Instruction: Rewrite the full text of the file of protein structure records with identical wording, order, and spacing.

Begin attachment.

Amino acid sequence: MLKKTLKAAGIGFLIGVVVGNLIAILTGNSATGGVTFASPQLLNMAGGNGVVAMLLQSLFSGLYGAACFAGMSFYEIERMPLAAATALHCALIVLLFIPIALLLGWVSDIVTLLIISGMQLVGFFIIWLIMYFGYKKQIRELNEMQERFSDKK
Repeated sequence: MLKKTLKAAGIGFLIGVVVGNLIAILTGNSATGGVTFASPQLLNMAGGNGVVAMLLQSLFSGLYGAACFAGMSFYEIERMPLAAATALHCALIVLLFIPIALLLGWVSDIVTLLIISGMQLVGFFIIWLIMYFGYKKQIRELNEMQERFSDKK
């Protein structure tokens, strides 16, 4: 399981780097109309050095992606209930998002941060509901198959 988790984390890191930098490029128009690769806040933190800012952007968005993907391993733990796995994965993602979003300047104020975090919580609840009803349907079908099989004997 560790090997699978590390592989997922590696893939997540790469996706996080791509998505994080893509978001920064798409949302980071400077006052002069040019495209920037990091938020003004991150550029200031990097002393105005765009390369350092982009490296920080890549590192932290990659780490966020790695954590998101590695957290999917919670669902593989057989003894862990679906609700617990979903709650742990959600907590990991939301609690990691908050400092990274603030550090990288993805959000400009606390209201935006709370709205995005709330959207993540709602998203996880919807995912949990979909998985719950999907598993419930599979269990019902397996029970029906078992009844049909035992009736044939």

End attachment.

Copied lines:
Amino acid sequence: MLKKTLKAAGIGFLIGVVVGNLIAILTGNSATGGVTFASPQLLNMAGGNGVVAMLLQSLFSGLYGAACFAGMSFYEIERMPLAAATALHCALIVLLFIPIALLLGWVSDIVTLLIISGMQLVGFFIIWLIMYFGYKKQIRELNEMQERFSDKK
Repeated sequence: MLKKTLKAAGIGFLIGVVVGNLIAILTGNSATGGVTFASPQLLNMAGGNGVVAMLLQSLFSGLYGAACFAGMSFYEIERMPLAAATALHCALIVLLFIPIALLLGWVSDIVTLLIISGMQLVGFFIIWLIMYFGYKKQIRELNEMQERFSDKK
């Protein structure tokens, strides 16, 4: 399981780097109309050095992606209930998002941060509901198959 988790984390890191930098490029128009690769806040933190800012952007968005993907391993733990796995994965993602979003300047104020975090919580609840009803349907079908099989004997 560790090997699978590390592989997922590696893939997540790469996706996080791509998505994080893509978001920064798409949302980071400077006052002069040019495209920037990091938020003004991150550029200031990097002393105005765009390369350092982009490296920080890549590192932290990659780490966020790695954590998101590695957290999917919670669902593989057989003894862990679906609700617990979903709650742990959600907590990991939301609690990691908050400092990274603030550090990288993805959000400009606390209201935006709370709205995005709330959207993540709602998203996880919807995912949990979909998985719950999907598993419930599979269990019902397996029970029906078992009844049909035992009736044939």